First, let’s define what a rub is. According to barbecue expert and competition pitmaster Harry Soo, a rub is “a blend of spices, usually in the form of a dry mix, that is applied to the surface of meat before cooking.” Soo, who is the owner of Slap Yo’ Daddy BBQ and a multiple barbecue world champion, recommends using a rub on chicken for “added flavor and to create a nice crust on the surface.”
But which rub should you choose? Malcolm Reed, the owner of Killer Hogs BBQ and the creator of the award-winning Killer Hogs rub, suggests looking for a balance of sweet and savory flavors. “I like to use a rub on chicken that has a good mix of sugar and spices,” Reed says. “The sugar helps to caramelize the skin and creates a nice crust, while the spices add flavor.”
Dave Bouska, the owner of Butcher BBQ and a winner of multiple barbecue championships, also emphasizes the importance of using a rub that complements the natural flavors of the chicken. “I like to use a rub that has a good balance of sweet and savory flavors and complements the taste of the chicken,” Bouska says. “I also look for a rub that has a good mix of spices, such as paprika, garlic, and onion, to add depth of flavor.”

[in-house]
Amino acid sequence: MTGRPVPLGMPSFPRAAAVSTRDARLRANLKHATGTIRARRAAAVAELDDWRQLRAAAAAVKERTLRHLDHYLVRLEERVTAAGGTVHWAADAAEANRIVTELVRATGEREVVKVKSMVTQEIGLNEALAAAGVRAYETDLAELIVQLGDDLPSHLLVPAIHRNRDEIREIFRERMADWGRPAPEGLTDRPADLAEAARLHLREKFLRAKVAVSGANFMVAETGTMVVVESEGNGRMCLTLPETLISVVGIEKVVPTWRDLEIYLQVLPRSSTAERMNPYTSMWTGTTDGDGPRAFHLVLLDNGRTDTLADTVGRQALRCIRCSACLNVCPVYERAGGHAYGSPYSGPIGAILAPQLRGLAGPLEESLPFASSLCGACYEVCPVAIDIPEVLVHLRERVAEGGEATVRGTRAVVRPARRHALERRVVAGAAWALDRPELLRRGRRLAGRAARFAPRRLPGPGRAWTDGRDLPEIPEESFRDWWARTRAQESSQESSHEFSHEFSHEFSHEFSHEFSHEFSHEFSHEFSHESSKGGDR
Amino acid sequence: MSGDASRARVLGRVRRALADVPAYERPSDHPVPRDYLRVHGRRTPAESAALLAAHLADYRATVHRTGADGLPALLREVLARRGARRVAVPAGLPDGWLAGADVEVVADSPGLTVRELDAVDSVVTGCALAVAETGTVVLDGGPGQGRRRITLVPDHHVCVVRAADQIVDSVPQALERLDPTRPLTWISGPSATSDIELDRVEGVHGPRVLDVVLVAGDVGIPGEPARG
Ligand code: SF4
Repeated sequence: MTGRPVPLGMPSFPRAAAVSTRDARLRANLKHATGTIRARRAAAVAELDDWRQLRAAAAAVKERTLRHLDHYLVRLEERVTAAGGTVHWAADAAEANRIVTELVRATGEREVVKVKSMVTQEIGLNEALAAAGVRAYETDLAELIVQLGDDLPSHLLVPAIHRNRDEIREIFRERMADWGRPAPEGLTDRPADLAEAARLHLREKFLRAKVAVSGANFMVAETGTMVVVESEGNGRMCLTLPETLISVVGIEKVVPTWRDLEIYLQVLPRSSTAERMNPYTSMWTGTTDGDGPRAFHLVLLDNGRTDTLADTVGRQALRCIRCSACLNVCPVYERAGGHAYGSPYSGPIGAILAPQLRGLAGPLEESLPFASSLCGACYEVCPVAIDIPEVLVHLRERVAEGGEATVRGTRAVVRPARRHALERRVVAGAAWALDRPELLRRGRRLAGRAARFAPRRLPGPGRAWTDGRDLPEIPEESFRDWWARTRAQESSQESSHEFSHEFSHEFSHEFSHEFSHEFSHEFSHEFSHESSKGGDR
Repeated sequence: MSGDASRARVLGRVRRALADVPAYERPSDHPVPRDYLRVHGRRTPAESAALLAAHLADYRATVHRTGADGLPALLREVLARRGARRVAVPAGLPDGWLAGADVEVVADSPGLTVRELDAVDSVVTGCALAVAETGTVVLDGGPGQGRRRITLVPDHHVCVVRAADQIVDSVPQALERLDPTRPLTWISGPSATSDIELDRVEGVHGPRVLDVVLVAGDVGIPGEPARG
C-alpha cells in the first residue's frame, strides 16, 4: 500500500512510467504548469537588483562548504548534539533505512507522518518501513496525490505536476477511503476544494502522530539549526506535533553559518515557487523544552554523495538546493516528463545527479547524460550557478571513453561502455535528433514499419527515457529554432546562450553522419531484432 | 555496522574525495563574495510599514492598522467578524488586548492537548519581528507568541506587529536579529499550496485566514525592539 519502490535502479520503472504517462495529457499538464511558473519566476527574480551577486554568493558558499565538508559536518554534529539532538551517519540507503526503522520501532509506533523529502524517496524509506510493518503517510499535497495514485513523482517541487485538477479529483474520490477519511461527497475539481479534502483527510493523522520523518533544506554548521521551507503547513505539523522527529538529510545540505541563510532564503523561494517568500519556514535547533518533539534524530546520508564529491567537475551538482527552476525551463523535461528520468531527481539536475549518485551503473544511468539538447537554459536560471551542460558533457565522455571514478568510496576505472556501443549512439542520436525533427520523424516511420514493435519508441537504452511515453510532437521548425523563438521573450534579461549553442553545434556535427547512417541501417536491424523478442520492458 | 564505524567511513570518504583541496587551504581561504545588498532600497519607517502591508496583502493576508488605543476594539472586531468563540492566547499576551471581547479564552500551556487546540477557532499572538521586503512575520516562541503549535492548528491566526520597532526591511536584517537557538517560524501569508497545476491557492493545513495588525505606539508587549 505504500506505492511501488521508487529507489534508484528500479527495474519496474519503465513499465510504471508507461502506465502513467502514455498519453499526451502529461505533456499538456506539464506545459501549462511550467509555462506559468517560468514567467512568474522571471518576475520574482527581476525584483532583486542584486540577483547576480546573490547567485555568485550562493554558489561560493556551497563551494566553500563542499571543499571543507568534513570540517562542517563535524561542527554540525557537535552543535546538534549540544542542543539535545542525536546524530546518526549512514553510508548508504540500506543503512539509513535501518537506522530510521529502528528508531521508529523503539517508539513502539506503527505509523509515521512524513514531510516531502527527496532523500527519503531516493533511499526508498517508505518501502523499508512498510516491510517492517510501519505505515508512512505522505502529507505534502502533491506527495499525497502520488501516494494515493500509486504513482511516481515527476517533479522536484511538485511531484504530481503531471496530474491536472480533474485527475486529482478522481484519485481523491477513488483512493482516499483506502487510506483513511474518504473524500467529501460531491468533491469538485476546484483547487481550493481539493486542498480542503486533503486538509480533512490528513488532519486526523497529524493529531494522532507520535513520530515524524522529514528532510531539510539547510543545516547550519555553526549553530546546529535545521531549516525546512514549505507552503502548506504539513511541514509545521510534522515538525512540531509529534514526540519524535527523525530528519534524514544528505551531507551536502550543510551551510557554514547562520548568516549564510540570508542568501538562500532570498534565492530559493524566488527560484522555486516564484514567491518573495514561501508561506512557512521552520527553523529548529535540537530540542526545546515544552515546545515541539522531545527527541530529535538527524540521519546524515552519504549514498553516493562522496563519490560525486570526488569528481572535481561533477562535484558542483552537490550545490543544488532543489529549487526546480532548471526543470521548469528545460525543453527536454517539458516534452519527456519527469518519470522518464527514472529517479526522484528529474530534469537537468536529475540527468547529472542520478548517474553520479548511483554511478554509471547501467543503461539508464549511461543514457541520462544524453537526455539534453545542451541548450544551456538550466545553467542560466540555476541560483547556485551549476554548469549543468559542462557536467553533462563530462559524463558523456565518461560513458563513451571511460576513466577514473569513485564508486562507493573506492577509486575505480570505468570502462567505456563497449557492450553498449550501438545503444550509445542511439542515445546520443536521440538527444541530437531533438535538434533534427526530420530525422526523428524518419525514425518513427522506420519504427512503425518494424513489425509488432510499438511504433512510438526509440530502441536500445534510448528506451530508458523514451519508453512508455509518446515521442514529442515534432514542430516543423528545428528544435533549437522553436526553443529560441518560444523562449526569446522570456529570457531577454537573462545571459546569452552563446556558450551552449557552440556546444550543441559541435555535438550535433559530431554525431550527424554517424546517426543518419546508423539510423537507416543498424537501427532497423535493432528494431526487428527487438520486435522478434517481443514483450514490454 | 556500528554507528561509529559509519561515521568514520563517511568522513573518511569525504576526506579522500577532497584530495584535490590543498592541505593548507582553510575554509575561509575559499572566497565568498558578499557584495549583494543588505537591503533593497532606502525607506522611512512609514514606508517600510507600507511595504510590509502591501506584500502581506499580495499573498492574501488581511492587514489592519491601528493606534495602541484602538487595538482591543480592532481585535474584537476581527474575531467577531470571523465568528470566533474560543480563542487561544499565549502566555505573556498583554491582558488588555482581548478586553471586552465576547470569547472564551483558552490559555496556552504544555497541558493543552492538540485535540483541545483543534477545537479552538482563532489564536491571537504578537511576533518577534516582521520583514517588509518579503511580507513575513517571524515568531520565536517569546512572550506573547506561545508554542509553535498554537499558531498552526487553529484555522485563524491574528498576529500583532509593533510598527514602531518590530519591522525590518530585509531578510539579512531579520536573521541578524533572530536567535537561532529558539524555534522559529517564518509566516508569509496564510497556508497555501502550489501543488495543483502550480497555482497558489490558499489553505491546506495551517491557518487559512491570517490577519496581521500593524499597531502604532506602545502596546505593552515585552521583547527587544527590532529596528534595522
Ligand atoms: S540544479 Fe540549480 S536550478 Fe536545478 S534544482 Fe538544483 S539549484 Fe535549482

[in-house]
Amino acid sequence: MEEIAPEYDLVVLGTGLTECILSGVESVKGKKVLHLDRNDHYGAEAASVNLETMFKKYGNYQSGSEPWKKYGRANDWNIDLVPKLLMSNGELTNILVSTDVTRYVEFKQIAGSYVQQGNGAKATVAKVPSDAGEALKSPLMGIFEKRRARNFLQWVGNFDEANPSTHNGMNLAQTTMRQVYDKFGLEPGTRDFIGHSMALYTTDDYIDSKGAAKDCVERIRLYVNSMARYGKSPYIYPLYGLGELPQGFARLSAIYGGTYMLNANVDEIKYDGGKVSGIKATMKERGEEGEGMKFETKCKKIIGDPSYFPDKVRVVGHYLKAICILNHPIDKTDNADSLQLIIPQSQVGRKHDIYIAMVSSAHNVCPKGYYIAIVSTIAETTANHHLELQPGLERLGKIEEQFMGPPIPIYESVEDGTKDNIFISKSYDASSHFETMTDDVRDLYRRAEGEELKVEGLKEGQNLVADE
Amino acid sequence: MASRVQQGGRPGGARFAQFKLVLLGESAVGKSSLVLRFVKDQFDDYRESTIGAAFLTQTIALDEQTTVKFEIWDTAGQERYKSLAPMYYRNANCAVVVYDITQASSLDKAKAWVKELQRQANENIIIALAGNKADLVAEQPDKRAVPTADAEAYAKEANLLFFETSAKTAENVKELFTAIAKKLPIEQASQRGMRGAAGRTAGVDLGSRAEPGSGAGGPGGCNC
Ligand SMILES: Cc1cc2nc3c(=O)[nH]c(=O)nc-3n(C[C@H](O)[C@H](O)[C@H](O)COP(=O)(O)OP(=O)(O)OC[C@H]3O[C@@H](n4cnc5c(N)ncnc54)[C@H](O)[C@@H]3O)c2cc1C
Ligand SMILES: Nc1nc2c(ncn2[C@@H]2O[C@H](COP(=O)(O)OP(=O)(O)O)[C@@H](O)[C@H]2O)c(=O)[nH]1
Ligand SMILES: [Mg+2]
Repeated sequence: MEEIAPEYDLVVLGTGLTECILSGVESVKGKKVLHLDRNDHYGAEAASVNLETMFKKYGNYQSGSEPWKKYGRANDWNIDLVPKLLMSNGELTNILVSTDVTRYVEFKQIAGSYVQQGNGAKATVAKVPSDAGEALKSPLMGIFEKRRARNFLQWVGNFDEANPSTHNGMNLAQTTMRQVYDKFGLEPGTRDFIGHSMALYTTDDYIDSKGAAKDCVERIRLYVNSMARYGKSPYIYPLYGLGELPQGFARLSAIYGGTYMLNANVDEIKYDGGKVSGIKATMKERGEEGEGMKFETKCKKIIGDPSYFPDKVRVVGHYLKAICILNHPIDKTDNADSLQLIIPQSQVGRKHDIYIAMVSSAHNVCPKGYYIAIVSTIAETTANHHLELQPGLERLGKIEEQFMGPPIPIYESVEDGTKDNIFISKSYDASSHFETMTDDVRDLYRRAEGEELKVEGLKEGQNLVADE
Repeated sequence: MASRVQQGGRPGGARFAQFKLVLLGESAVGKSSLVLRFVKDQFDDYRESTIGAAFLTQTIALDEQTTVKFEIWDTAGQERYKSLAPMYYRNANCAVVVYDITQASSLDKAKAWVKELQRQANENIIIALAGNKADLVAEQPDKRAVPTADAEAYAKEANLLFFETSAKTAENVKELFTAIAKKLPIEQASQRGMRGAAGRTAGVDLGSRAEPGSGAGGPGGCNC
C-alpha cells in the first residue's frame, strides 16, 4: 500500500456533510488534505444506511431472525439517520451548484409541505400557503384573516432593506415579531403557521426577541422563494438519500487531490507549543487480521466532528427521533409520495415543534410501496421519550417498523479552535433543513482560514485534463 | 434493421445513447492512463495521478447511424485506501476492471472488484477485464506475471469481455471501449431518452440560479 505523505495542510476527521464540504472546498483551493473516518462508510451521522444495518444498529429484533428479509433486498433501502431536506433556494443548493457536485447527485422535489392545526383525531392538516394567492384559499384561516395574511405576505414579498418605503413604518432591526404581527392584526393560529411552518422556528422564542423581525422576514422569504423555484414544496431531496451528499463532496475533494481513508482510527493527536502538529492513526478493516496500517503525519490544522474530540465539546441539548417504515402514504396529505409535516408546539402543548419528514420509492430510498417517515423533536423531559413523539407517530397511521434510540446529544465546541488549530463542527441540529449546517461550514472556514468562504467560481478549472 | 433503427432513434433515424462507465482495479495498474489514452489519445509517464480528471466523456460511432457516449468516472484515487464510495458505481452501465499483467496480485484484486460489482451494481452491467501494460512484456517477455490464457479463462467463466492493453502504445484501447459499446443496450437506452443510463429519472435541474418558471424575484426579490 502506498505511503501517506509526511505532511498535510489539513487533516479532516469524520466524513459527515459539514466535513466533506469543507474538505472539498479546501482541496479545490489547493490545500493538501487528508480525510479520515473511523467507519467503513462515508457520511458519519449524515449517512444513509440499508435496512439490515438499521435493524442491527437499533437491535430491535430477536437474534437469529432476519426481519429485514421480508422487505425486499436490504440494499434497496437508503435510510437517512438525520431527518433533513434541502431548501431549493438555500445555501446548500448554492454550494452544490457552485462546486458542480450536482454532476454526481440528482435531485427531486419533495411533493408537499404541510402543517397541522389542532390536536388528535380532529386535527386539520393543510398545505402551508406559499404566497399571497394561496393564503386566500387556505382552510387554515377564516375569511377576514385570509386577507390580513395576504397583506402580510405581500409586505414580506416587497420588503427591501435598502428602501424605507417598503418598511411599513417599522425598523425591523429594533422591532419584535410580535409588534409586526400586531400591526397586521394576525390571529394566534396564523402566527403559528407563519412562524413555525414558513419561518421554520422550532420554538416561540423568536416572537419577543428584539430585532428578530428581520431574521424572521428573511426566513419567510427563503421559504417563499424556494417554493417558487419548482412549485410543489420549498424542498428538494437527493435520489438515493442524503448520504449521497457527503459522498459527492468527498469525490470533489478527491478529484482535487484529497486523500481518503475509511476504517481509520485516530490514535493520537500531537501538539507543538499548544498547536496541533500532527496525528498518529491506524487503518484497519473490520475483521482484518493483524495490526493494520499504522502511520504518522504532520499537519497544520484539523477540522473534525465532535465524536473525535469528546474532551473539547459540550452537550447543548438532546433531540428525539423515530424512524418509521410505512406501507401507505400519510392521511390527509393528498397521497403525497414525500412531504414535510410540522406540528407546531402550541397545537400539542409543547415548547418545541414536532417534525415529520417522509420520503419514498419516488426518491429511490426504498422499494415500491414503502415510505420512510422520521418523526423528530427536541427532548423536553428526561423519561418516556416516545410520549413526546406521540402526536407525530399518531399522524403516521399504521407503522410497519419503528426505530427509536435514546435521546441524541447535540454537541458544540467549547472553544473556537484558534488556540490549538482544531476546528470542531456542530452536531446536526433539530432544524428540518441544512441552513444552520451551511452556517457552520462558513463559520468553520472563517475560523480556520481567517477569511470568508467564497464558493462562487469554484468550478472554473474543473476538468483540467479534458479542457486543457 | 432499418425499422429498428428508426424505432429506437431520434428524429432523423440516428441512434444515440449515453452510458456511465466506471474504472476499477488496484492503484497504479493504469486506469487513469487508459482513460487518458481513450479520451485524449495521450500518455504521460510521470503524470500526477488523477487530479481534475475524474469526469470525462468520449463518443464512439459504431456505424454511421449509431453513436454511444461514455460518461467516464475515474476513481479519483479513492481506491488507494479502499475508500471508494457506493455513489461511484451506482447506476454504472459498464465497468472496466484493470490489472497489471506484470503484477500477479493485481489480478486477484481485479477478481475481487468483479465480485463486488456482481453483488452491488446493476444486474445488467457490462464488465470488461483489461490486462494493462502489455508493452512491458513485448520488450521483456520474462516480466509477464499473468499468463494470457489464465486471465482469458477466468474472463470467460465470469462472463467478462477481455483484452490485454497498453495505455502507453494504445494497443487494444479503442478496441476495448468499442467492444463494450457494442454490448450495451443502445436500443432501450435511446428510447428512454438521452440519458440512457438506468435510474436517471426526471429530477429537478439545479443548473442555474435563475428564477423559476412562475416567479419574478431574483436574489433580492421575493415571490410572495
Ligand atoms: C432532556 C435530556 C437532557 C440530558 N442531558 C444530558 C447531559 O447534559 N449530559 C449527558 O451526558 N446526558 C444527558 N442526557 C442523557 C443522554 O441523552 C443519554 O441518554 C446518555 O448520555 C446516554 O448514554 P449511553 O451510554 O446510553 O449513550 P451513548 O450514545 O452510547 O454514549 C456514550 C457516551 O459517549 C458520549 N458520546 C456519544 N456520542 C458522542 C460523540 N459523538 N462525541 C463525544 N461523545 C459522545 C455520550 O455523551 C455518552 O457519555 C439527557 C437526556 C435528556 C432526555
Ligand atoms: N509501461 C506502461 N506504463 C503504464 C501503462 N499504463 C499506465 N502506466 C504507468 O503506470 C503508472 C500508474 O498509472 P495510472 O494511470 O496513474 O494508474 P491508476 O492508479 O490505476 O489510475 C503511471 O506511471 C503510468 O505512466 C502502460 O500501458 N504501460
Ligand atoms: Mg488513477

Celeb chef and BBQ Pitmasters judge Melissa Cookston recommends using a rub that has a good blend of spices, including sweet, savory, and aromatic flavors. “I like to use a rub on chicken that has a good balance of sweet and savory flavors, as well as aromatic spices like garlic and onion,” Cookston says. “A rub with a blend of spices will add depth of flavor and create a nice crust on the surface of the chicken.”
Food critic and BBQ expert Jon Bonnell also suggests using a rub with a good balance of flavors, as well as one that has a nice texture. “I like to use a rub on chicken that has a good balance of sweet and savory flavors and a nice, coarse texture,” Bonnell says. “A rub with a coarse texture will help to create a nice crust on the surface of the chicken and add flavor.”
In terms of application, Soo recommends using a generous amount of rub on the chicken and patting it down firmly to ensure it sticks to the surface. “I like to use a generous amount of rub on the chicken and pat it down firmly to ensure it sticks to the surface,” Soo says. “This will help to create a nice crust on the surface and add flavor to the chicken.”